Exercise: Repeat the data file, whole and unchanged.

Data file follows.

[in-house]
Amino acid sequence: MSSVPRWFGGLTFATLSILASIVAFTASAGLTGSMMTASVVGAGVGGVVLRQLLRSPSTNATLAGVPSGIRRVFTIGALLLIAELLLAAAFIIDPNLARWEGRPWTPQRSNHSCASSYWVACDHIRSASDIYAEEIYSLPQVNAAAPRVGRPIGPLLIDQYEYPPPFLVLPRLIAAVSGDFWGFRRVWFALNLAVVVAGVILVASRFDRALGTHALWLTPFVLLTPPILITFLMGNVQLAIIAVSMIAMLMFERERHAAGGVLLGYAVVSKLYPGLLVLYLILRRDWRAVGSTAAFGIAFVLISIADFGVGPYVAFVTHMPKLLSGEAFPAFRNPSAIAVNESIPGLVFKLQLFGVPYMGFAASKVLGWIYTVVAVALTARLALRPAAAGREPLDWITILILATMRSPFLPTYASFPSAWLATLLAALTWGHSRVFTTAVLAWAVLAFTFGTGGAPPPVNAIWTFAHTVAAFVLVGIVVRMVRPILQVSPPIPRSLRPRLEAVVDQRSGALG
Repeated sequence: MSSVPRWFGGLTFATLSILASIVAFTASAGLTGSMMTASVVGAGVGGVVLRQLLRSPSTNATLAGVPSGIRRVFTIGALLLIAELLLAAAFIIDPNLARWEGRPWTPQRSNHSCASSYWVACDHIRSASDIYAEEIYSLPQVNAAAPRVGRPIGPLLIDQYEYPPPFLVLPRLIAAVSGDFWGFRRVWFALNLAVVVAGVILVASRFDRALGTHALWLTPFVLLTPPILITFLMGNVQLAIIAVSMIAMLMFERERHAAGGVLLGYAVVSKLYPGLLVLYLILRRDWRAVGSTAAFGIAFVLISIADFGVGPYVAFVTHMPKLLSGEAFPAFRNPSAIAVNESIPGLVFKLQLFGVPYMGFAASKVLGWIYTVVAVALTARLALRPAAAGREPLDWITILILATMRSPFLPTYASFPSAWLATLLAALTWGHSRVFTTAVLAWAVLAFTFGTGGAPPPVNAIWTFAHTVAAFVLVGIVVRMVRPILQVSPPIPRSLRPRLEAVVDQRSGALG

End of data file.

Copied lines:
[in-house]
Amino acid sequence: MSSVPRWFGGLTFATLSILASIVAFTASAGLTGSMMTASVVGAGVGGVVLRQLLRSPSTNATLAGVPSGIRRVFTIGALLLIAELLLAAAFIIDPNLARWEGRPWTPQRSNHSCASSYWVACDHIRSASDIYAEEIYSLPQVNAAAPRVGRPIGPLLIDQYEYPPPFLVLPRLIAAVSGDFWGFRRVWFALNLAVVVAGVILVASRFDRALGTHALWLTPFVLLTPPILITFLMGNVQLAIIAVSMIAMLMFERERHAAGGVLLGYAVVSKLYPGLLVLYLILRRDWRAVGSTAAFGIAFVLISIADFGVGPYVAFVTHMPKLLSGEAFPAFRNPSAIAVNESIPGLVFKLQLFGVPYMGFAASKVLGWIYTVVAVALTARLALRPAAAGREPLDWITILILATMRSPFLPTYASFPSAWLATLLAALTWGHSRVFTTAVLAWAVLAFTFGTGGAPPPVNAIWTFAHTVAAFVLVGIVVRMVRPILQVSPPIPRSLRPRLEAVVDQRSGALG
Repeated sequence: MSSVPRWFGGLTFATLSILASIVAFTASAGLTGSMMTASVVGAGVGGVVLRQLLRSPSTNATLAGVPSGIRRVFTIGALLLIAELLLAAAFIIDPNLARWEGRPWTPQRSNHSCASSYWVACDHIRSASDIYAEEIYSLPQVNAAAPRVGRPIGPLLIDQYEYPPPFLVLPRLIAAVSGDFWGFRRVWFALNLAVVVAGVILVASRFDRALGTHALWLTPFVLLTPPILITFLMGNVQLAIIAVSMIAMLMFERERHAAGGVLLGYAVVSKLYPGLLVLYLILRRDWRAVGSTAAFGIAFVLISIADFGVGPYVAFVTHMPKLLSGEAFPAFRNPSAIAVNESIPGLVFKLQLFGVPYMGFAASKVLGWIYTVVAVALTARLALRPAAAGREPLDWITILILATMRSPFLPTYASFPSAWLATLLAALTWGHSRVFTTAVLAWAVLAFTFGTGGAPPPVNAIWTFAHTVAAFVLVGIVVRMVRPILQVSPPIPRSLRPRLEAVVDQRSGALG